We are checking that: International Criminal Court confirms filling on Kohona

We are checking that: International Criminal Court confirms filling on Kohona

May 5, 2011   07:24 am

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International Criminal Court prosecutor Luis Moreno Ocampo has said that he would not even read the UN report on Sri Lanka as Sri Lanka is not a member state of the ICC. However he added that the ICC is checking the filing on Permanent Representative of Sri Lanka to the UN Palitha Kohona as he is a dual citizen of Autralia.

 

The Inner City Press reported today that in a interview with International Criminal Court prosecutor Luis Moreno Ocampo at the UN on Wednesday, Ocampo when questioned on the UN report on Lanka dismissively said that he would not read it. He said he is the prosecutor for 115 ICC member states. Sri Lanka is not a member, he added.

 

Asking him about the Sri Lanka report is like asking a United Kingdom prosecutor about alleged crimes outside his responsibility, Ocampo said.

 

Inner City Press asked Ocampo, what about people described in the report who are dual citizens of countries which are members of the ICC, like Palitha Kohona, joint Australian citizen involved in the so-called White Flag case, to which Ocampo said that they have received something on that. “We are checking that,” Ocampo said.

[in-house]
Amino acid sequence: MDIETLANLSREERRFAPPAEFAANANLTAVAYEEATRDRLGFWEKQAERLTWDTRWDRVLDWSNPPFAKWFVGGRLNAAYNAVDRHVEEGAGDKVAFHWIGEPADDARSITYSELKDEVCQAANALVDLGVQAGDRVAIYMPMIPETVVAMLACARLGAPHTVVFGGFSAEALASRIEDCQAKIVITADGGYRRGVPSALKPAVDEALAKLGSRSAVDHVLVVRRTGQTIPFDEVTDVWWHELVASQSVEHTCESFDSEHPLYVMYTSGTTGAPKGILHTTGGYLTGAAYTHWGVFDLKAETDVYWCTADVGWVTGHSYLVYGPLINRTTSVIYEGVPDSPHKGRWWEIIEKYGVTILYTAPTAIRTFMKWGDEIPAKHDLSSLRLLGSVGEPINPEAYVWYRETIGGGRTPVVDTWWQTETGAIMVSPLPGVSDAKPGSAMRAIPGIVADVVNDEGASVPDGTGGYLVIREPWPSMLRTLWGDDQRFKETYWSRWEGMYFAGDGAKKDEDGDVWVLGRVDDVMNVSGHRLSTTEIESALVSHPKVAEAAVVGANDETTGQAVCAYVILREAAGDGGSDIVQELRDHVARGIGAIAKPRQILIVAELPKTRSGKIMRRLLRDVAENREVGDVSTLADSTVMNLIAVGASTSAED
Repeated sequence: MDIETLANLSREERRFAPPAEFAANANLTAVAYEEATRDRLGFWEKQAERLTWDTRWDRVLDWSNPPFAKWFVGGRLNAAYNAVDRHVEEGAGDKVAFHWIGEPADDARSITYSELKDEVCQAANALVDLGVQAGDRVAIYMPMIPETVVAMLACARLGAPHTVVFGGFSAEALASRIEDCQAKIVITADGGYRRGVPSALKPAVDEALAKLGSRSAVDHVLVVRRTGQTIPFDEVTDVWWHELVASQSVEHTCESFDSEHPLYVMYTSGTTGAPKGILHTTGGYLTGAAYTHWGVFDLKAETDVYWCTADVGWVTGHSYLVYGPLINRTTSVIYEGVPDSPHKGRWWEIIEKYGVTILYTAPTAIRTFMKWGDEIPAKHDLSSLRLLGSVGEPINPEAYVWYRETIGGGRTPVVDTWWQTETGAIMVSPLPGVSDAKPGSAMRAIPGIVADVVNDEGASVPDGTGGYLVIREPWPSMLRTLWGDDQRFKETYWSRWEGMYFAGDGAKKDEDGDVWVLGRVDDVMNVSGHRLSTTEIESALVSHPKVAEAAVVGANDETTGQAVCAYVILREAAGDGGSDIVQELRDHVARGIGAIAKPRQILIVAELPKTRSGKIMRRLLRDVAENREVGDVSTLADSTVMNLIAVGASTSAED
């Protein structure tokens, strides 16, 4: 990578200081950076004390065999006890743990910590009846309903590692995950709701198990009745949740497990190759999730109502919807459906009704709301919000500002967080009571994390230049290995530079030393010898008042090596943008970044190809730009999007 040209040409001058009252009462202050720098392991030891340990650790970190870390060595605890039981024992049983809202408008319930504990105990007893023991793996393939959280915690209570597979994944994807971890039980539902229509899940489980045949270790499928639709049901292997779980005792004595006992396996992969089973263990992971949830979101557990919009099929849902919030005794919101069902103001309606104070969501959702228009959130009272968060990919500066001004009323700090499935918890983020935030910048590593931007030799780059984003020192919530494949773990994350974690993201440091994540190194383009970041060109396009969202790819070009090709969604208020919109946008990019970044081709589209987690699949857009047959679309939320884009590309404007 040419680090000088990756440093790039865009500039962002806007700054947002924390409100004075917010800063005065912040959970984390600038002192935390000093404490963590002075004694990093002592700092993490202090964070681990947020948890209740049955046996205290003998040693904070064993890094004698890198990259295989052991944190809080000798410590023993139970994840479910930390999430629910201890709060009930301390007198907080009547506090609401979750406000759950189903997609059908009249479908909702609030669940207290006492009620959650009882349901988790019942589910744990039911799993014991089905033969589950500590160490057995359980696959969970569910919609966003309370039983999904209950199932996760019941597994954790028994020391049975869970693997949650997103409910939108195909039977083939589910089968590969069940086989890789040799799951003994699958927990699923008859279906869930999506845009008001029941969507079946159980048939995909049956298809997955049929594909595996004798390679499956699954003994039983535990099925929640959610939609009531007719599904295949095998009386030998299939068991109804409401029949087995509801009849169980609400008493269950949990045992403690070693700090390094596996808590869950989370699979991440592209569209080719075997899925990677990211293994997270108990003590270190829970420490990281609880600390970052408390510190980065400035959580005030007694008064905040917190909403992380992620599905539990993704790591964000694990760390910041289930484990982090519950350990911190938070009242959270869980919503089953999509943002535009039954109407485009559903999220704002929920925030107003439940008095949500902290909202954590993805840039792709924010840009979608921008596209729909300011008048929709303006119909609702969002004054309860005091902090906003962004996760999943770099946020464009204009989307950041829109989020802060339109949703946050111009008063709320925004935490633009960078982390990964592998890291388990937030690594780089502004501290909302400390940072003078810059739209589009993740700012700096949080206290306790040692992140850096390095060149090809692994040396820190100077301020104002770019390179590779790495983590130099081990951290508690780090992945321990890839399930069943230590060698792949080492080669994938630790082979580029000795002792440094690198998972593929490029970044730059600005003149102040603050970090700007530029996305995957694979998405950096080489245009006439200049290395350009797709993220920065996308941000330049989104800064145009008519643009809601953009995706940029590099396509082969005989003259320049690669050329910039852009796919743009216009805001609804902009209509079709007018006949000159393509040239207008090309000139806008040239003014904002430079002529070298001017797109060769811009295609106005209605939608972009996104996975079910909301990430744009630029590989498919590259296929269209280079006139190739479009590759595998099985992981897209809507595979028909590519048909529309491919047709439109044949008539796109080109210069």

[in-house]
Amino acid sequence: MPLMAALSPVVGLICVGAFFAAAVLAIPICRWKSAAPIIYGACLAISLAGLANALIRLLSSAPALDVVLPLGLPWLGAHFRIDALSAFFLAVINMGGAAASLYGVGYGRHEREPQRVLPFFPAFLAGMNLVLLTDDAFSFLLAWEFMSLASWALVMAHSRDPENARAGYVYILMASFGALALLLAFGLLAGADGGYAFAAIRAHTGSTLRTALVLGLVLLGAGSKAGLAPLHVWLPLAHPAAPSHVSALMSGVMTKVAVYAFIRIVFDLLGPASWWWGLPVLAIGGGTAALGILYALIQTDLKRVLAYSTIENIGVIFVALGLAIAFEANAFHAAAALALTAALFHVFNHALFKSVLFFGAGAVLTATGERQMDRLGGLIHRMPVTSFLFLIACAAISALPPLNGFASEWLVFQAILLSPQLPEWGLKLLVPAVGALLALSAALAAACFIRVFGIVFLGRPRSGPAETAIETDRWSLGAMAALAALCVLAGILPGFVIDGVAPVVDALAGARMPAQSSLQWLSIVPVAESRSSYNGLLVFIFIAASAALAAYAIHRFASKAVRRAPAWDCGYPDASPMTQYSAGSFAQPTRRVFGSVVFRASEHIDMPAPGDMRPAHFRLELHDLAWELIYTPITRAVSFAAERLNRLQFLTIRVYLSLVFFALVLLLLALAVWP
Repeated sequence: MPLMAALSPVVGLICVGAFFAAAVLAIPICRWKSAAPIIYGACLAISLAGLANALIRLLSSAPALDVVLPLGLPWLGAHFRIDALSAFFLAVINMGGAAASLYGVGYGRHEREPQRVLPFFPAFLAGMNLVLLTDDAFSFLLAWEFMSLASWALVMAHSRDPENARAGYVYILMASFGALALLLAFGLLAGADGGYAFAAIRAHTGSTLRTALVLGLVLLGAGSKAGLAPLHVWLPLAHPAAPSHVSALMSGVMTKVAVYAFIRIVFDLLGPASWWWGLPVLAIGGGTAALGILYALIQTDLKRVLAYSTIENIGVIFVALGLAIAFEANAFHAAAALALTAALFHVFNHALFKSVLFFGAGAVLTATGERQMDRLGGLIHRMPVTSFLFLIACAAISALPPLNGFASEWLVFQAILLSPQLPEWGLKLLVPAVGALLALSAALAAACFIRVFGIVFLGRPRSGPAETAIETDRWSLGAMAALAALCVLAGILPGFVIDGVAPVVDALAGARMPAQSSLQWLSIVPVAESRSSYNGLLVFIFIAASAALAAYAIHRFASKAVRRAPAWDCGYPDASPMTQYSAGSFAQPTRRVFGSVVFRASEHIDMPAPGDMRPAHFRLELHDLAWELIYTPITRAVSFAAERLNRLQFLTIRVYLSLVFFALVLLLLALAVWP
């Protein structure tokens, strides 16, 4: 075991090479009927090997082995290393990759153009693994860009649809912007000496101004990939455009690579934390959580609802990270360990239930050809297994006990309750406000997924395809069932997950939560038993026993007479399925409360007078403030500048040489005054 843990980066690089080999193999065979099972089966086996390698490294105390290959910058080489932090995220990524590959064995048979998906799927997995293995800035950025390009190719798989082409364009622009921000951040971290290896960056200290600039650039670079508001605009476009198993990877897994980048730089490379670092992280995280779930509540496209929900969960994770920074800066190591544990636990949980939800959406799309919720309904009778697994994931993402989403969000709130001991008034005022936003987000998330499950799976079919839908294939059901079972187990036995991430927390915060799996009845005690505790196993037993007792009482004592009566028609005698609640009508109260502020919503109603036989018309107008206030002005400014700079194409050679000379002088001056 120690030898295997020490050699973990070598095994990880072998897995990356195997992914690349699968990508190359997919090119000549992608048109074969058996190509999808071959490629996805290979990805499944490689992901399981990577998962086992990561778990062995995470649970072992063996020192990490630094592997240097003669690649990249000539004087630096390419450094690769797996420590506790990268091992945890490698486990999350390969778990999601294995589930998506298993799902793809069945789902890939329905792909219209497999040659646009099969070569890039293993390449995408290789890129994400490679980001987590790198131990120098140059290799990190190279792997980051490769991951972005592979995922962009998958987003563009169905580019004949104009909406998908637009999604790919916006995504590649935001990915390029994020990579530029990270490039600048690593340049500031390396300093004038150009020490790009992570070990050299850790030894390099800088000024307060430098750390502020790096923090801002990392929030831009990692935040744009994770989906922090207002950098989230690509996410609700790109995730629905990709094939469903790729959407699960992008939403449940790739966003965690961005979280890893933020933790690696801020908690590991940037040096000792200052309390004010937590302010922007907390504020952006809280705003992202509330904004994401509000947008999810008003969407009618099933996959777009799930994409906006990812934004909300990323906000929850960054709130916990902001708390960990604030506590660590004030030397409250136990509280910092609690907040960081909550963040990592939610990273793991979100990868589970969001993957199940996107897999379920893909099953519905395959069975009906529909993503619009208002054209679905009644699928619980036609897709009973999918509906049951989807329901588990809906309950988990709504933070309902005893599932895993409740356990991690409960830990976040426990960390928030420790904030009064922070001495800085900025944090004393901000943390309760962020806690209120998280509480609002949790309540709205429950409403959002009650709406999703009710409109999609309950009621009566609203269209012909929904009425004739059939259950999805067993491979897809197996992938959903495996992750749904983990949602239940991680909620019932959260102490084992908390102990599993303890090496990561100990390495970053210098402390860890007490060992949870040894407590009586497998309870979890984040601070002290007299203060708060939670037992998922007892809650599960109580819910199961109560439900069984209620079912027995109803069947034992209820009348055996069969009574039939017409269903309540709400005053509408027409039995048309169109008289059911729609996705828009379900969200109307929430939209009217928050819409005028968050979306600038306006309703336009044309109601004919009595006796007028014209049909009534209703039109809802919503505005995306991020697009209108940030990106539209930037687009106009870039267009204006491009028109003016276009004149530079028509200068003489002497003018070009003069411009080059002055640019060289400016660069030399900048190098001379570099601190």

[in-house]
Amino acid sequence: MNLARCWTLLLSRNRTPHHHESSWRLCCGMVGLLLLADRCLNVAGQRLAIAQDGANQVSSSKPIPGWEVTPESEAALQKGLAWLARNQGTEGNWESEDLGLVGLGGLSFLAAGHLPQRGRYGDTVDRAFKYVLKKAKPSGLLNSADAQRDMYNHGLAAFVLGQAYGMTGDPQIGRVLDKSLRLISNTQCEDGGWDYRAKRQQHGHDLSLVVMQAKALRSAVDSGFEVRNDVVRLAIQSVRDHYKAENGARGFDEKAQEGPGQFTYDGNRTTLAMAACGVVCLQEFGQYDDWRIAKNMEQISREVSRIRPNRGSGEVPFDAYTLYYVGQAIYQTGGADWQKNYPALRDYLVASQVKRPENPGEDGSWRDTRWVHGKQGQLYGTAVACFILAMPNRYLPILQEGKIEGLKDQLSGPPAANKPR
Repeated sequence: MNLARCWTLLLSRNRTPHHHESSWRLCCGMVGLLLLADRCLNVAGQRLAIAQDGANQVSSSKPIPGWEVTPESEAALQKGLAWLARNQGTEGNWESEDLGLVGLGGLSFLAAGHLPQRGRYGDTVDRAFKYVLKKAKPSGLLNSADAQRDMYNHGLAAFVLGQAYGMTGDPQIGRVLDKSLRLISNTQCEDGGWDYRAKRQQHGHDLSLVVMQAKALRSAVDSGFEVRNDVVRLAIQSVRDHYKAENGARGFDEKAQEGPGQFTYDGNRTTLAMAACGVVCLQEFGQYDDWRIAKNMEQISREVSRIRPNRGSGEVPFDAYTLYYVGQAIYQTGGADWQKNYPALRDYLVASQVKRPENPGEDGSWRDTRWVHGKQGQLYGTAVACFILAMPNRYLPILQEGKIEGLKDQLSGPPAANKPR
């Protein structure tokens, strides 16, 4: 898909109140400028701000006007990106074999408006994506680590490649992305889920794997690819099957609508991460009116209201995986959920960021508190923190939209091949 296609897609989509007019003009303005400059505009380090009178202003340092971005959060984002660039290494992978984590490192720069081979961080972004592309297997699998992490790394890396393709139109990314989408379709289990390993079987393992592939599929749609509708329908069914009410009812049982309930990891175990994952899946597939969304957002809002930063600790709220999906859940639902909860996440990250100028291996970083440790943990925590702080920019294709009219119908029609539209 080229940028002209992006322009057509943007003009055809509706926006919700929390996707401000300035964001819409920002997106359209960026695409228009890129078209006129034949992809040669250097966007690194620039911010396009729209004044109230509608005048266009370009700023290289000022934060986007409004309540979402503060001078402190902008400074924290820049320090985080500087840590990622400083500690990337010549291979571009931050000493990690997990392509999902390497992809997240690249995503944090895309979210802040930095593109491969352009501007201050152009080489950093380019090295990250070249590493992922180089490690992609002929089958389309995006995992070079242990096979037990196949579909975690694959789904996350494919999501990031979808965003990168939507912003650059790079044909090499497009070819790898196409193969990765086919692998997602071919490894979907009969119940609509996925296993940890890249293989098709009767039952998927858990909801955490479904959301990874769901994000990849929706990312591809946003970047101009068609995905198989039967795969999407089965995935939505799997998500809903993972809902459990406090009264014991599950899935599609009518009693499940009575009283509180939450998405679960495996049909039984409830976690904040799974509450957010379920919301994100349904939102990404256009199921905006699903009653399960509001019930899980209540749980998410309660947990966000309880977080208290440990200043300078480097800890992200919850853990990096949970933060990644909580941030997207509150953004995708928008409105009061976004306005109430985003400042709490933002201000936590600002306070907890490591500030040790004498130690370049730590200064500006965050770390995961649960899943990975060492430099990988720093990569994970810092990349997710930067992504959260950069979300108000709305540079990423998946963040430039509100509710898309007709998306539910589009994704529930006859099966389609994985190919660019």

On February 22 International media reported that, two international Tamil organisations have made a series of war crimes allegations to the International Criminal Court involving Dr Kohona and his role in the negotiated surrender of three Tamil Tigers who are believed to have been killed.

 

While Sri Lanka does not recognise the jurisdiction of the court, Dr Kohona’s citizenship of Australia - a country which is a party to the court - means unlike other senior members of the Sri Lankan government, he can potentially be prosecuted, reports add.

 

That does not mean that a full investigation is likely, however, as only a very few of the requests for prosecutions each year are pursued by the court.

 

Dr Kohona became an Australian citizen in the 1980s while working in Canberra with the Foreign Affairs Department. He is now the Sri Lankan government’s representative at the United Nations.

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